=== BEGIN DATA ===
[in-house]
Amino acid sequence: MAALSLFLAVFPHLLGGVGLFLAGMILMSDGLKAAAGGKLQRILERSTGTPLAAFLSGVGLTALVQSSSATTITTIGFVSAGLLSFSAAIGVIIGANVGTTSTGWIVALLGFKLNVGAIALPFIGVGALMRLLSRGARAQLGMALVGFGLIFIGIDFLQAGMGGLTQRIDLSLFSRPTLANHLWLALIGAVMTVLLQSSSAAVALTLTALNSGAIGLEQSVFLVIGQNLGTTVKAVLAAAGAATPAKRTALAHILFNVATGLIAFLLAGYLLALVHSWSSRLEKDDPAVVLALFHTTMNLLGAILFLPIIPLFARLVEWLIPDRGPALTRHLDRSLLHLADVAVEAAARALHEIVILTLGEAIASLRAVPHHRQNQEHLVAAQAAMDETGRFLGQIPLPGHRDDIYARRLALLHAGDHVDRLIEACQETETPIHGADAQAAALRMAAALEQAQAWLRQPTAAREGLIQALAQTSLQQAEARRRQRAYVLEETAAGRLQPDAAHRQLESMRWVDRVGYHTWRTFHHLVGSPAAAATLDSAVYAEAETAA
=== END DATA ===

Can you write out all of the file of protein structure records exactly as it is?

[in-house]
Amino acid sequence: MAALSLFLAVFPHLLGGVGLFLAGMILMSDGLKAAAGGKLQRILERSTGTPLAAFLSGVGLTALVQSSSATTITTIGFVSAGLLSFSAAIGVIIGANVGTTSTGWIVALLGFKLNVGAIALPFIGVGALMRLLSRGARAQLGMALVGFGLIFIGIDFLQAGMGGLTQRIDLSLFSRPTLANHLWLALIGAVMTVLLQSSSAAVALTLTALNSGAIGLEQSVFLVIGQNLGTTVKAVLAAAGAATPAKRTALAHILFNVATGLIAFLLAGYLLALVHSWSSRLEKDDPAVVLALFHTTMNLLGAILFLPIIPLFARLVEWLIPDRGPALTRHLDRSLLHLADVAVEAAARALHEIVILTLGEAIASLRAVPHHRQNQEHLVAAQAAMDETGRFLGQIPLPGHRDDIYARRLALLHAGDHVDRLIEACQETETPIHGADAQAAALRMAAALEQAQAWLRQPTAAREGLIQALAQTSLQQAEARRRQRAYVLEETAAGRLQPDAAHRQLESMRWVDRVGYHTWRTFHHLVGSPAAAATLDSAVYAEAETAA